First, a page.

I don't think many of us were pleased to see the return of summer over the weekend. We can thank the atmosphere surrounding Hurricane Nate for that, as it dragged humid Gulf air into the southern (and in fact, eastern) U.S. That airmass featured dewpoints in the lower 70s and high temperatures in the upper 80s. Which is just miserable for early October if you ask me, especially when most of us (except some lucky folks in Tipton and Fayette Counties) only got enough rain to make a mess of our vehicles.


So what's on deck for the rest of the week? First, maybe some better rain chances. A high pressure airmass that promises some relief will draw closer to start the week, but first an upper level disturbance will trigger scattered showers and thunderstorms in the daytime heat today (and it will be hot - 90° this afternoon with that humidity baked on top). Chances of showers and a few thunderstorms continue overnight.

The morning run of the high-resolution NAM model indicates scattered storms should ignite after 2-3pm in the daytime heat, triggered by an upper-level disturbance. Loop runs from 1pm-10pm. (WxBell via NOAA - click here if it doesn't loop)

By Tuesday, the leading edge of the high pressure system will push a cold front through during the evening hours. Another chance of showers and thunderstorms accompanies the front Tuesday afternoon/evening in continued heat and humidity, as highs again reach near 90°. While severe thunderstorms are not expected today, there is a small chance of a few strong wind gusts on Tuesday. The Storm Prediction Center currently believes the highest risk (which is still fairly low, at "Marginal") is just north of the city. It's worth watching. Overall storm coverage will probably be in the 30-40% range.

The Storm Prediction Center outlook for Tuesday indicates a Marginal (category 1 of 5) Risk of a few severe storms, mainly capable of producing gusty wind, north of Memphis. This outlook could change, stay tuned.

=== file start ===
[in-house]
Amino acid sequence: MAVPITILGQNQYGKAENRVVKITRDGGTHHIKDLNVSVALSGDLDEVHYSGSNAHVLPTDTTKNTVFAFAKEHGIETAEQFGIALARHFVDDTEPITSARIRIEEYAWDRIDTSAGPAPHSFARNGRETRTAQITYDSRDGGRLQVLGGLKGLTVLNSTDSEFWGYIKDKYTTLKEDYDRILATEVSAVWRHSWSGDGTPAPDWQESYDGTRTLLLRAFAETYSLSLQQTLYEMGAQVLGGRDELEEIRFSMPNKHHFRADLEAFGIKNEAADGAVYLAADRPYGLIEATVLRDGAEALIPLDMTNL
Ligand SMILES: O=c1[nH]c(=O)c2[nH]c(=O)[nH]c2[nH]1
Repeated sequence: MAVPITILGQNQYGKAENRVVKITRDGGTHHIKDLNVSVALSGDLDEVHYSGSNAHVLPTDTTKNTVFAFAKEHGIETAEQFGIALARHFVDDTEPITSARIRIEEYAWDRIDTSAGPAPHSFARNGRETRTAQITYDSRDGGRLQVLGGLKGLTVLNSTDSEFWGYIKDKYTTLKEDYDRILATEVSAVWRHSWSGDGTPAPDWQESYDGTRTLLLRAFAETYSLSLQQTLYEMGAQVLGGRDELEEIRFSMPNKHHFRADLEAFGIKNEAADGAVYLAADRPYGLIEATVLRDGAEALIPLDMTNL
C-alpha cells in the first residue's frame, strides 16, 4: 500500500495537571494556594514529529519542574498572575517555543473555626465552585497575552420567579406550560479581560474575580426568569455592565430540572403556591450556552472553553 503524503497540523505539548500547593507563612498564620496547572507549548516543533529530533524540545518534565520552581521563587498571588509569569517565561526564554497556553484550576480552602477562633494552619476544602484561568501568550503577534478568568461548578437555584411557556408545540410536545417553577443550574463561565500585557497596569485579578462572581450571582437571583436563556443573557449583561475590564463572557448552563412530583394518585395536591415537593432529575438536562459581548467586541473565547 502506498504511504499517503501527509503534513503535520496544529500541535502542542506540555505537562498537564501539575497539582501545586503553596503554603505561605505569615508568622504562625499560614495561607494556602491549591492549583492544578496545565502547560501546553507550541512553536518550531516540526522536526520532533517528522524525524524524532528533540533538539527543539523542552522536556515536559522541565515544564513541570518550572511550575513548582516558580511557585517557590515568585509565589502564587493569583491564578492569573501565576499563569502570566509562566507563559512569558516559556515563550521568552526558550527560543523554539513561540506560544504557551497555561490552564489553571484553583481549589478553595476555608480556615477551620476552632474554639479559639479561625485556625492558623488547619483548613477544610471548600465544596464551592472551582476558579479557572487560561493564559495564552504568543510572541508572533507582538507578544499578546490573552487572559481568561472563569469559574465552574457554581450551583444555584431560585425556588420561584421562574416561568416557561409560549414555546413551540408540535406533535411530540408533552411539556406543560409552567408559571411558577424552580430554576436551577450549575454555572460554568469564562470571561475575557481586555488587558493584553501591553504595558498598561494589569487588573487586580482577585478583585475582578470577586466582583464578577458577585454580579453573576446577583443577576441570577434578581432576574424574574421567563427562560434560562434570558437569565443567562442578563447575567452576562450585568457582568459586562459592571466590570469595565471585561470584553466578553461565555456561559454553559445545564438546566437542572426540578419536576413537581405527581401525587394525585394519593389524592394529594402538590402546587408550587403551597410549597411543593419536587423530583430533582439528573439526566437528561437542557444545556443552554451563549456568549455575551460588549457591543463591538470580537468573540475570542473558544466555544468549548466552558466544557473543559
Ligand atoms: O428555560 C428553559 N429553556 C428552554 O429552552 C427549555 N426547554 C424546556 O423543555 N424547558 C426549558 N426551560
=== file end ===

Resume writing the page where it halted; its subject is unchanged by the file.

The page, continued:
Between today and tomorrow, I'm hoping most of us get some rain, because after that... there's no rain in sight. The cold front will do a good job of pushing the humid air out of the region as dewpoints fall from near 70° tomorrow afternoon to the mid 50s on Wednesday and look to remain there for the rest of the week. It will also be cooler on Wednesday as highs return to "normal" levels in the mid 70s. However, a return of warm temperatures occurs heading towards the weekend as sunny skies and increasingly anomalous pressure levels aloft result in afternoon highs back in the mid 80s after about two days reprieve.

The upper level (500 mb or 18,000') pressure pattern on Friday evening looks more like mid-summer than autumn as anomalously high pressure dominates the eastern 2/3 of the nation. The 594 "circle" over MS is where the high is centered, at a strength that in mid-summer would be capable of producing temperatures in the mid 90s to near 100. Fortunately, it's October... but still will be much warmer than average. (Pivotal Weather)
Looking out a bit further, another cooler airmass looks to arrive in about a week, preceded by a slight chance of rain on Sunday, which should again keep humidity at autumnal levels. However, the signals from the upper atmosphere indicate above normal pressure levels could put a damper on what otherwise would be cool fall weather. We'll have to see how that one plays out, but the last two times I've seen major cool-downs on the horizon (including the one that arrives tomorrow night), they've turned out to be short-lived... The Climate Prediction Center agrees, indicating that week 2 temperatures have a high probability of averaging above normal.

NOAA's Climate Prediction Center outlook for next week indicates a high probability of above normal temperatures. (NOAA/CPC)


Stay tuned to us via social media and our mobile app for the latest forecast information and radar updates. Links are below.